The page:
Back in April, Izcan Ordaz’s biggest concerns were getting through the coronavirus pandemic, the state of the US economy and finishing high school virtually. Now, the issue of racial justice is also top of mind.
The pandemic has been especially hard on Tunisia’s tourism and hospitality sectors, which were already struggling to recover from a spate of terrorist attacks in 2015.
Chinese students make up a third of international students in the US. Under new Trump administration rules, they will not be allowed to enter or remain in the US if their colleges and universities are online-only this fall. "America risks losing its competitive advantage," says Frank Wu, president of Queens College in New York.
Conservative Latinos are not a monolithic group, and they do not vote as a bloc. Factors such as country of origin, socioeconomic status and how many generations a family has been in the US could shape their political perspectives and priorities.
Mexican President Andrés Manuel López Obrador will head to the White House on Wednesday to meet with US President Donald Trump. And, demonstrators were injured in riots in Belgrade after a crowd stormed Serbia's parliament. Also, Harvard and MIT filed a lawsuit asking a federal court to temporarily block a Trump administration rule that would bar foreign students from remaining in the US if their universities do not hold in-person classes this fall.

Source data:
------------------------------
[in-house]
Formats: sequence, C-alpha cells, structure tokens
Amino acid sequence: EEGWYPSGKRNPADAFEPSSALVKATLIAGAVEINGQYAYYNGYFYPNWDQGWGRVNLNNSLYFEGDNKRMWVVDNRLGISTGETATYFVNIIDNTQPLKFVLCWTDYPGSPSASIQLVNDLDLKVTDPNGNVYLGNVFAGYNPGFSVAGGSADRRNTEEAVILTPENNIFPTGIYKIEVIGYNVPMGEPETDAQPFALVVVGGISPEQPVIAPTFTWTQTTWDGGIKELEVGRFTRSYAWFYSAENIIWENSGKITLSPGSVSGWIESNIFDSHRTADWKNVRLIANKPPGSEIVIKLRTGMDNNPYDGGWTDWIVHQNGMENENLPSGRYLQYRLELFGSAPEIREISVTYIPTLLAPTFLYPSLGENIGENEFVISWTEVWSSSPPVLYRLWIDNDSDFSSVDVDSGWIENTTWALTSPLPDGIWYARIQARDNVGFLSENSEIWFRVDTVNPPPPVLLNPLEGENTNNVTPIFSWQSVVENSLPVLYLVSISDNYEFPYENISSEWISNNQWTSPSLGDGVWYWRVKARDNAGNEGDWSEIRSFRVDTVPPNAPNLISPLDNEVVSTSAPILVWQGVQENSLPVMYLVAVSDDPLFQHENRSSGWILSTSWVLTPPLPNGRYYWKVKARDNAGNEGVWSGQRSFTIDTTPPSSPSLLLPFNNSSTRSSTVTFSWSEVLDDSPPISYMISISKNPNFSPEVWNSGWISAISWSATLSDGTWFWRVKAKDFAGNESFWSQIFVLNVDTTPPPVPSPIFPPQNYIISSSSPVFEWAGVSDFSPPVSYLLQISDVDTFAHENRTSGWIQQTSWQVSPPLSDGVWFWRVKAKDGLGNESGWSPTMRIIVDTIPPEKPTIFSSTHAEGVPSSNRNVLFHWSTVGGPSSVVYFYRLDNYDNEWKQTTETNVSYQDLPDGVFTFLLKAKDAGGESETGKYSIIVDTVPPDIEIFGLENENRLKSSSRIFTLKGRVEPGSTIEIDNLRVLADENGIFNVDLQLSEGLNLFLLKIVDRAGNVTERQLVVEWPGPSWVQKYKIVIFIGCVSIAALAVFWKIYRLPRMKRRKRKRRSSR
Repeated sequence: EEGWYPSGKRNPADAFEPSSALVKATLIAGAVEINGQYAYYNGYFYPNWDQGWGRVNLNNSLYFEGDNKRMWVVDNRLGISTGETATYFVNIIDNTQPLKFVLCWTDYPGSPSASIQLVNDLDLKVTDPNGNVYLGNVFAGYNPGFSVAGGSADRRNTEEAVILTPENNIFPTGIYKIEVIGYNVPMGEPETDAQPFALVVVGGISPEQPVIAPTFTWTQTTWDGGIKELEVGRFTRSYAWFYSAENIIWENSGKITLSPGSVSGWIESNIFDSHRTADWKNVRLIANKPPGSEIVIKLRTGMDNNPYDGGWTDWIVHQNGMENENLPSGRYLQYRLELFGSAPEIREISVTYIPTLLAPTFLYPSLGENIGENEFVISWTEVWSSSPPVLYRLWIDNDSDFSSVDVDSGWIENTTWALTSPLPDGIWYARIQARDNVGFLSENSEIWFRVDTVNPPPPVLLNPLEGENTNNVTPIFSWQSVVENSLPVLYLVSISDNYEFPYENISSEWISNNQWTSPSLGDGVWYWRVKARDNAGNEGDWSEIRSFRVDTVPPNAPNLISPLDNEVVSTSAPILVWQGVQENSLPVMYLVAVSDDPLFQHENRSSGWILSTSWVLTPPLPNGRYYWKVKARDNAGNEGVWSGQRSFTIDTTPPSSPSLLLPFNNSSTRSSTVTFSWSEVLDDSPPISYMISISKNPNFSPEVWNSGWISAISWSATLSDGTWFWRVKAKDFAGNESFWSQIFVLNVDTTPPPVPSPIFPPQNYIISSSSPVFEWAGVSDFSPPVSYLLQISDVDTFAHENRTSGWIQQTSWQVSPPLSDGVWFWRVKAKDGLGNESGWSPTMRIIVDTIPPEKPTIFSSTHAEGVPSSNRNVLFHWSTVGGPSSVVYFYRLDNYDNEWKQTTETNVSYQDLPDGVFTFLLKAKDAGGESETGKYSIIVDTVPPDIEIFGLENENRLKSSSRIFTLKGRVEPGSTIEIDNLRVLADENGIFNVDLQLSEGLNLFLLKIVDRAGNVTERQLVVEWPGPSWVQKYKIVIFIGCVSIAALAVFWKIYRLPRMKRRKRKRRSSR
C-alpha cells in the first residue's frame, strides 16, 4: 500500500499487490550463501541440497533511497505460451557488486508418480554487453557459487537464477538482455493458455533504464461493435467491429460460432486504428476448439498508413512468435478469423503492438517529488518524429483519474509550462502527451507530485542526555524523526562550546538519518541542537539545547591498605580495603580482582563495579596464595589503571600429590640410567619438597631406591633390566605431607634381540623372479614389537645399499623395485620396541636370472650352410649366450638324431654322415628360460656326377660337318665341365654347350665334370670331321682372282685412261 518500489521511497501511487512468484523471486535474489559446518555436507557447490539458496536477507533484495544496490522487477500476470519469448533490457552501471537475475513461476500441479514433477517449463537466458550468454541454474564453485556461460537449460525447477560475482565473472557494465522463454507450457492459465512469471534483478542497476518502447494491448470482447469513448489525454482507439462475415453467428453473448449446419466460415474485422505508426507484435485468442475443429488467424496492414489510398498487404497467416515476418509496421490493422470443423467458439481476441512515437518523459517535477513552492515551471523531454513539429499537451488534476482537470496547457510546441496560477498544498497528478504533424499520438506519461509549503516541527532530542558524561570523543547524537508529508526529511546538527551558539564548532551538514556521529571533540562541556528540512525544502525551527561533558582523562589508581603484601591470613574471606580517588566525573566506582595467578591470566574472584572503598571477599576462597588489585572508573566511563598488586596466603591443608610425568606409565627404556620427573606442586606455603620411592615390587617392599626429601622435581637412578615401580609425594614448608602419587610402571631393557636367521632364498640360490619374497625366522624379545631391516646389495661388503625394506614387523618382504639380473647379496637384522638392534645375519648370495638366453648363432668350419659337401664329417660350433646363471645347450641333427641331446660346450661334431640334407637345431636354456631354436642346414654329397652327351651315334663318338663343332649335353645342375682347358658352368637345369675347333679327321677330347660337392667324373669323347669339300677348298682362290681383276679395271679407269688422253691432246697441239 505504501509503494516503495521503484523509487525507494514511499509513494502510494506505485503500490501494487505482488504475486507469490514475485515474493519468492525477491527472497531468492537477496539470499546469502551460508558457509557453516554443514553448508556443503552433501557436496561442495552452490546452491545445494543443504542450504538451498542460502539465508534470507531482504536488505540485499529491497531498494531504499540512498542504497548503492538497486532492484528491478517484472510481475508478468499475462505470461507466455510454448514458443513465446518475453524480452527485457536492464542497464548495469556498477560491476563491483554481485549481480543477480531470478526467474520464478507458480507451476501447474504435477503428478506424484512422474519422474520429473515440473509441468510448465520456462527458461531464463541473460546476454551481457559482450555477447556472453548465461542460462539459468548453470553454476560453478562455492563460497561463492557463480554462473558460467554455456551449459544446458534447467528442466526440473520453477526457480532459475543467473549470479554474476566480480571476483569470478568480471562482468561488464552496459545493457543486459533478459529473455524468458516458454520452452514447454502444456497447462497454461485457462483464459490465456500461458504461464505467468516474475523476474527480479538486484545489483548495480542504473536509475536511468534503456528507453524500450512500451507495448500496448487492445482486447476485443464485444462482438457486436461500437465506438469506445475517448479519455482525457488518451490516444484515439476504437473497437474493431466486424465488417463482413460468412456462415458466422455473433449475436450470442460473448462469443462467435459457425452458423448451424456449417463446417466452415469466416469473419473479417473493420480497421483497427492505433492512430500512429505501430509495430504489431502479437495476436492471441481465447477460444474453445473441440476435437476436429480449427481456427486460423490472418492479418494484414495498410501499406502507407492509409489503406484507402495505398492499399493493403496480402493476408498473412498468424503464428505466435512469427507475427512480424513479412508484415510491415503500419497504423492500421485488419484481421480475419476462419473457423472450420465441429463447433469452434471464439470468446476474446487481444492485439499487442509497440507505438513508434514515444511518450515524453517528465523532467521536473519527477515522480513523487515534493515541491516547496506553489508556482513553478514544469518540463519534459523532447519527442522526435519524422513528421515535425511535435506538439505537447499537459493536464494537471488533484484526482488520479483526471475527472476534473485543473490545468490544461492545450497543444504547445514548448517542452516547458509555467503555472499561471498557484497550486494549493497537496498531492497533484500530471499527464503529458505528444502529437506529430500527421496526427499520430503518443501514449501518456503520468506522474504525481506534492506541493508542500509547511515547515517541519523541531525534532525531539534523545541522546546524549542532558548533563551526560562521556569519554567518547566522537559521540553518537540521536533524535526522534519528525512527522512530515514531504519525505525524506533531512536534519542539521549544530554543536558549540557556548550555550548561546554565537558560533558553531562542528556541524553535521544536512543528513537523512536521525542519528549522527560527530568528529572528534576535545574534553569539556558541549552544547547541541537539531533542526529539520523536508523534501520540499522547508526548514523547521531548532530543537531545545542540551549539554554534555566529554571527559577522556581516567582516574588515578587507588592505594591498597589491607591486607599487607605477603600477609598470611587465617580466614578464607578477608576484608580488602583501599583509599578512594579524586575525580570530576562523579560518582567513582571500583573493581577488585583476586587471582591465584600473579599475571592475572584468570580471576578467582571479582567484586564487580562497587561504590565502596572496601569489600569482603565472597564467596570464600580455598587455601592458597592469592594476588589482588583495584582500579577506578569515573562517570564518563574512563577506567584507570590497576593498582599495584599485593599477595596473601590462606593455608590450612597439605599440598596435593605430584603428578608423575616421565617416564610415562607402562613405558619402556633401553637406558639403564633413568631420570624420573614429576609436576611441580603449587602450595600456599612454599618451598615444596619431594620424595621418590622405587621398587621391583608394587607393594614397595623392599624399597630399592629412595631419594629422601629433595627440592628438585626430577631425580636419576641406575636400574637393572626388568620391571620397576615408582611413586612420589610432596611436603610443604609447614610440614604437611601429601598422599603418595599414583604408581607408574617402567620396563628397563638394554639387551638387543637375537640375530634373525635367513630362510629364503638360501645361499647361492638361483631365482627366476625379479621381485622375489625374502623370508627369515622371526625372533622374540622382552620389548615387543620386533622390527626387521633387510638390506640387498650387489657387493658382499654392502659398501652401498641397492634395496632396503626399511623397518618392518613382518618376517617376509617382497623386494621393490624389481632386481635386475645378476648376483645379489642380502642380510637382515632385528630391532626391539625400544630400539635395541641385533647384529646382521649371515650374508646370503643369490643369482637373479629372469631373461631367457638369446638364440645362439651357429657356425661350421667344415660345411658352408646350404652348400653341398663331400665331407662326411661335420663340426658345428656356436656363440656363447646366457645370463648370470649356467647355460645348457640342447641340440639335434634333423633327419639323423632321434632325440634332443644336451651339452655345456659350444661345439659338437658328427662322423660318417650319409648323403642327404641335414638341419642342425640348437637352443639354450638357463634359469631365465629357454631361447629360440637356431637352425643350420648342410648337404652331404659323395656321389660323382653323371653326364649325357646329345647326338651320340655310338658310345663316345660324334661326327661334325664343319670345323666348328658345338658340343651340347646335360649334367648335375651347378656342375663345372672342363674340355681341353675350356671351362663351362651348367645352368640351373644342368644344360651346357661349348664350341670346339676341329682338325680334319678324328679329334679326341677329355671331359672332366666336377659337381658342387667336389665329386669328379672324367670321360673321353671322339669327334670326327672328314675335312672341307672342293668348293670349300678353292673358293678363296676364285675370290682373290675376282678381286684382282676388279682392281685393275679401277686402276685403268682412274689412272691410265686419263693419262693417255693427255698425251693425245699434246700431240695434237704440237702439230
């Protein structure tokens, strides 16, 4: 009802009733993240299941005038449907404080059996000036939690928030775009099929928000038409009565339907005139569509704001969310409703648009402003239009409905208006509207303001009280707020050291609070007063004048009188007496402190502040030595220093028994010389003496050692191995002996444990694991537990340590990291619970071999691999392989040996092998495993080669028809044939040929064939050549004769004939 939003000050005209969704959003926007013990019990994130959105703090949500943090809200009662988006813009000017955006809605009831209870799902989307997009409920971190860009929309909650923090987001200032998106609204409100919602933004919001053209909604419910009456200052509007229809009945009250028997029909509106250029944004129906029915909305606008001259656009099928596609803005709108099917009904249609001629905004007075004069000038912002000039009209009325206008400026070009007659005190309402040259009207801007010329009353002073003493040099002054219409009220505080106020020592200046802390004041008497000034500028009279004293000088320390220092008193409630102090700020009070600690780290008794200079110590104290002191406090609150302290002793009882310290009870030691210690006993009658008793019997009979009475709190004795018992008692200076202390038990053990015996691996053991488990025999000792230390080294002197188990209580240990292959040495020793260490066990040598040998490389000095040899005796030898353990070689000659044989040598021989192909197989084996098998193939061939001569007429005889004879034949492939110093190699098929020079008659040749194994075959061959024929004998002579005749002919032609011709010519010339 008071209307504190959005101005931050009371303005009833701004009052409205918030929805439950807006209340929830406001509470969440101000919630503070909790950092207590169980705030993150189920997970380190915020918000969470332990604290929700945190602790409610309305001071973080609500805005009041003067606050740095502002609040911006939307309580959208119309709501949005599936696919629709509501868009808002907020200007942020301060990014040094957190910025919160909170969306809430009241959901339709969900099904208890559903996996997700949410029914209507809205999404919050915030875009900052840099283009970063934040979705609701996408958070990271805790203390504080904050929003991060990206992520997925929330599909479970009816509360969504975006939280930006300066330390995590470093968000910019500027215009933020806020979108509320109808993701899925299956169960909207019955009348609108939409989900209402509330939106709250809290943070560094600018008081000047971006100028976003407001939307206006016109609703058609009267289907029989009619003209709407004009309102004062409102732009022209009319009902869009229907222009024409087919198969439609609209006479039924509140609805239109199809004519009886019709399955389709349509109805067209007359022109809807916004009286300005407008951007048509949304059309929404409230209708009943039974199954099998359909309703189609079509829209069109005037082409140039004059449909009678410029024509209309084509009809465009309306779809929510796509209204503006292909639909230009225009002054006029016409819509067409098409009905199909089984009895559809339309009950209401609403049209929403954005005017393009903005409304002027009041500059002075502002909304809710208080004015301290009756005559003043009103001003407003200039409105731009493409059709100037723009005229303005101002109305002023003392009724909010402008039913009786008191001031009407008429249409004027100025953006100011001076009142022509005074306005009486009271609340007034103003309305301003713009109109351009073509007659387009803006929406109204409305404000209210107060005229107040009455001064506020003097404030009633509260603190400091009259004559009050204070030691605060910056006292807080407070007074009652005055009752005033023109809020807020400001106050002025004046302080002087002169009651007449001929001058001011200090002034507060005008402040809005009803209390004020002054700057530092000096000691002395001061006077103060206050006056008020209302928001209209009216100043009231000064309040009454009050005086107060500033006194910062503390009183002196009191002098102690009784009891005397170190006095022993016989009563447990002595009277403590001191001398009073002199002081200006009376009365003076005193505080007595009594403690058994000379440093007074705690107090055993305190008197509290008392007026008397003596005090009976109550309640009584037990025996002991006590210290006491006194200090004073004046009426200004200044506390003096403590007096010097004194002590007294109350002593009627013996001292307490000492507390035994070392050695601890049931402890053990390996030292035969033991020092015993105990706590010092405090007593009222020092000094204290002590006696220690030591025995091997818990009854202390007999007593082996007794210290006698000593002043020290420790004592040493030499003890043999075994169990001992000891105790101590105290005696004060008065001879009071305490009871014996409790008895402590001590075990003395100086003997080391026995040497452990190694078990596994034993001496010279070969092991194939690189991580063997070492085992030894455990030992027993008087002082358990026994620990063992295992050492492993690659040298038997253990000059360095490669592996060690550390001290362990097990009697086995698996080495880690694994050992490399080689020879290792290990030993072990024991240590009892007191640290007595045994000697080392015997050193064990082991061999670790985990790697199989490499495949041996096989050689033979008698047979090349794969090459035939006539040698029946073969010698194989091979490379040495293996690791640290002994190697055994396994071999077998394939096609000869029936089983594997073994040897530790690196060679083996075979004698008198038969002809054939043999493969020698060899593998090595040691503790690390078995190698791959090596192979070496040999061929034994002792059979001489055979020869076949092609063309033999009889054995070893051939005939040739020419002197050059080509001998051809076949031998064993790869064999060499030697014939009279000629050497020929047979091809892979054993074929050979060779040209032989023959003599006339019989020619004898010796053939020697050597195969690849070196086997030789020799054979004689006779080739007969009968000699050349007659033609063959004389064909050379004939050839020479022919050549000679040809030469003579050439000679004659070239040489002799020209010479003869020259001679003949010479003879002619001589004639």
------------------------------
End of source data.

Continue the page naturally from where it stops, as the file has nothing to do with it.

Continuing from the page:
Trump administration rules issued this week have left many international students with lingering questions about whether they would be able to complete their degrees or return to their lives in the US. Universities are scrambling to find ways to keep their students in the country.
So far, no group has officially claimed responsibility for Husham al-Hashimi's death. But shortly after the news broke, a journalist who knew Hashimi said he had received WhatsApp messages from him, saying he had been threatened by a member of Kataib Hezbollah, an Iran-backed, Shiite militia.
A new survey shows nearly one in six Britons say they'll refuse to get a coronavirus vaccine once it's available — and an even higher portion of US respondents say the same. The survey found differences between those who get their news from social media and those who rely on more traditional forms of media.